Exhibition | Labyrinth: Knossos, Myth and Reality

The Ashmolean Museum in Oxford is running an exhibition called Labyrinth: Knossos, Myth & Reality until July 30, 2023. I couldn’t resist a visit!

The story of Theseus and the Minotaur in the labyrinth at Knossos was well known, and there had been various conjectures about whether the site really existed.

The original discovery of buildings and items at Knossos was by a Cretan, Minos Kalokairinos, in 1878. However, although archaeologists came to view the site it was not excavated at the time, because Crete was part of the Ottoman Empire, and any finds could have been sent to Turkey. After the independence of Crete, Arthur Evans was given permission to begin excavations in 1900. Due to the complex layout of the buildings, Evans thought the palace itself was the labyrinth of myth. Famously, he partially re-created some of the buildings and decorations so that current-day visitors to the site can get an impression of its former splendor. He named the ancient Cretan civilization “Minoan” after king Minos.

The exhibition includes ancient and modern artworks inspired by the myth. There are also beautiful illustrations showing reconstructions and site diagrams, excavation notebooks, and photographs, and an array of finds from the original and ongoing excavations at the site.

The objects on display include artifacts held by the Ashmolean itself, and others on loan from Heraklion, and Athens, among others.

The photos show some of the items that particularly drew my attention.

Sculpture: Minotaur
Minotaur, probably a Roman adaptation of an earlier Greek bronze. c 1–300 CE. National Archaeological Museum, Athens
Floor painting: labyrinth design
Fragment of plaster, originally part of a floor design at Knossos. 1700–1600 BCE. Heraklion Archaeological Museum
Vase paintings: Theseus and the Minotaur
Theseus and the Minotaur left: 500–480 BCE; right: c 500 BCE. Both Ashmolean Museum
Coins with labyrinth design
Top: Labyrinth coin with the Minotaur, 300–200 BCE. Ashmolean Museum Bottom: Coin marked ‘of the citizens of Knossos’. 300–270 BCE. Keble College Oxford, at Ashmolean Museum
Plan of palace
Theodore Fyle: Ground plan of the Palace, 1903. Ashmolean Museum
Finds from Knossos
Stratified finds Top layer: 3 Late Minoan designs (ranging from 1600 to 1300 BCE); Second layer: Middle Minoan cup and goblet (2000 to 1800 BCE); Third layer Early Minoan footed cup (3100–2700 BCE); Fourth layer: Neolithic fragments (6500–3100 BCE). Ashmolean Museum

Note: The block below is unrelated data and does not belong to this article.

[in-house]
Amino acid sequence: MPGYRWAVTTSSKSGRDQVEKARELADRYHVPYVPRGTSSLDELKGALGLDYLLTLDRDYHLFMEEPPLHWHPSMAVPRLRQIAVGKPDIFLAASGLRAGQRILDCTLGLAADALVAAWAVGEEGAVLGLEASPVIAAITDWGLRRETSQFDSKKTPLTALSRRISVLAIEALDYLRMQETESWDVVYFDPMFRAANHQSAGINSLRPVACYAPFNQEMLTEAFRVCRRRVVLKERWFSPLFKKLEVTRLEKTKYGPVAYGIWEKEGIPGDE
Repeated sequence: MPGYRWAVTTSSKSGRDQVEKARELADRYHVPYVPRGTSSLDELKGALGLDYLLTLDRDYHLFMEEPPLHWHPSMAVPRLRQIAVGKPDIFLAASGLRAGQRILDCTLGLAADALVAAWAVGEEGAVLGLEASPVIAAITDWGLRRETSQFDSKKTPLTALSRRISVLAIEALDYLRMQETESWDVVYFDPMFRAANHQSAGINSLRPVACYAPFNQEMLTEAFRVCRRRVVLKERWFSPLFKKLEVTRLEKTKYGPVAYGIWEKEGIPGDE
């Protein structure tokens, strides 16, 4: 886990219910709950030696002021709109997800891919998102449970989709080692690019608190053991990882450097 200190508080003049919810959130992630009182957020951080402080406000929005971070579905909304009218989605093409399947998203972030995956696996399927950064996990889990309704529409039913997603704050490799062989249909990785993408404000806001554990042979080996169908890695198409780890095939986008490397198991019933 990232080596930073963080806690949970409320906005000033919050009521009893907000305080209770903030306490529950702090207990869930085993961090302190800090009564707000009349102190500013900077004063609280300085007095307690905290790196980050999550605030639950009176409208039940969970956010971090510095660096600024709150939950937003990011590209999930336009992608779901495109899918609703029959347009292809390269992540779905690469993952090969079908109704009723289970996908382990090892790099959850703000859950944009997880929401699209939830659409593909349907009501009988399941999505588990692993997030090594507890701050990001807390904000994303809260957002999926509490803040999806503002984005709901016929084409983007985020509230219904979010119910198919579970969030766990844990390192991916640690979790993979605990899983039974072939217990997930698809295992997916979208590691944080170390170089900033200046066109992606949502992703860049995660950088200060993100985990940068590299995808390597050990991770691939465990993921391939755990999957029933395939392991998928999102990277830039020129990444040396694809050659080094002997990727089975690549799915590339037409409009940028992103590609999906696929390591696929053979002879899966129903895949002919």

Decorated jug and cup
Left: Jug with ‘sacred knot’ design 1450–1375 BCE, Heraklion Archaeological Museum, Right: cup with floral decoration 1500–1450 BCE, Ashmolean Museum
Reproduction of fresco
Émile Gilliéron fils: Reproduction of Grandstand Fresco, c 1930. Ashmolean Museum
Loom weights
Loom weights from Knossos 2000–1600 BCE. Ephorate of Antiquities of Heraklion (Stratigraphical Museum)
Weight with octopus design
Stone weight, 29kg, an Eastern Mediterranean standard ‘talent’ for weighing textiles in trade. 1600–1350 BCE. Heraklion Archaeological Museum. Side and front views.
sponge print cup
Sponge-print cup 1600–1750 BCE. Heraklion Archaeological Museum
Pots with Octopus designs
Increasingly stylized depictions of octopus—Left to right: 1500–1450 BCE, Heraklion Museum; 1500–1200 BCE, Heraklion Archaeological Museum; 1300–1200 BCE, Ashmolean Museum
Gold headband
Gold headband: each gold bead has the pattern of a double argonaut. From the tomb of a young man. 1400–1375 BCE. Heraklion Archaeological Museum
Painting of bull leaping
Émile Gilliéron père: Watercolor of restored bull-leaping fresco, early 20th century. Ashmolean Museum
Bull's head
Bull’s head rhyton (pouring vessel). 1450–1375 BCE. Heraklion Archaeological Museum
Drawing reconstruction of staircase
Christian C.T. Doll: Proposed restoration of the Royal Staircase. 1905. Ashmolean Museum
Drawings reconstructing rooms of palace
Imaginative reconstructions Top left: Theodore Fyfe: Throne Room 1901. Bottom left: Edwin J. Lambert, Throne Room 1917. Top right: Theodore Fyfe: Central Palace Shrine, early 20th century. Bottom right: Émile Gilliéron fils Queen’s Megaron, c 1930. All Ashmolean Museum
Figurines. Goddess with bird on the head. Man holding a bird, 1375–1300 BCE. Heraklion Archaeological Museum
Early artifacts
Pottery cup and bowl. Ceramic, imitating wood or leather. 5900–540 BCE. Heraklion Archaeological Museum. Bone spoon 6700–6500 BCE. Ephorate of Antiquities of Heraklion (Stratigraphical Museum)
Axe and offerings
Ceremonial bronze axe 1700–1450 BCE. Ceramic and lead offerings 2000–1450 BCE. Heraklion Archaeological Museum
Ceremonial axe and bowl
Sacrificial knife and vessel which may have been a container for blood at sacrifices. 1700–1600 BCE. Heraklion Archaeological Museum
Glass bird
Glass bird 1–100 CE. Ephorate of Antiquities of Heraklion (Stratigraphical Museum)
3D model of Knossos
School of Archaeology, University of Oxford: 3D model of Knossos

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The theōriā and the Ship of Theseus

Ariadne: Abandonment and Transformation

On the trail of the Minoan civilization: Crete, June 2019

Travels in the Mediterranean


Information and captions are based on displays at the exhibition.

Image credits

All photos: S Scott

Sarah Scott is a member of Kosmos Society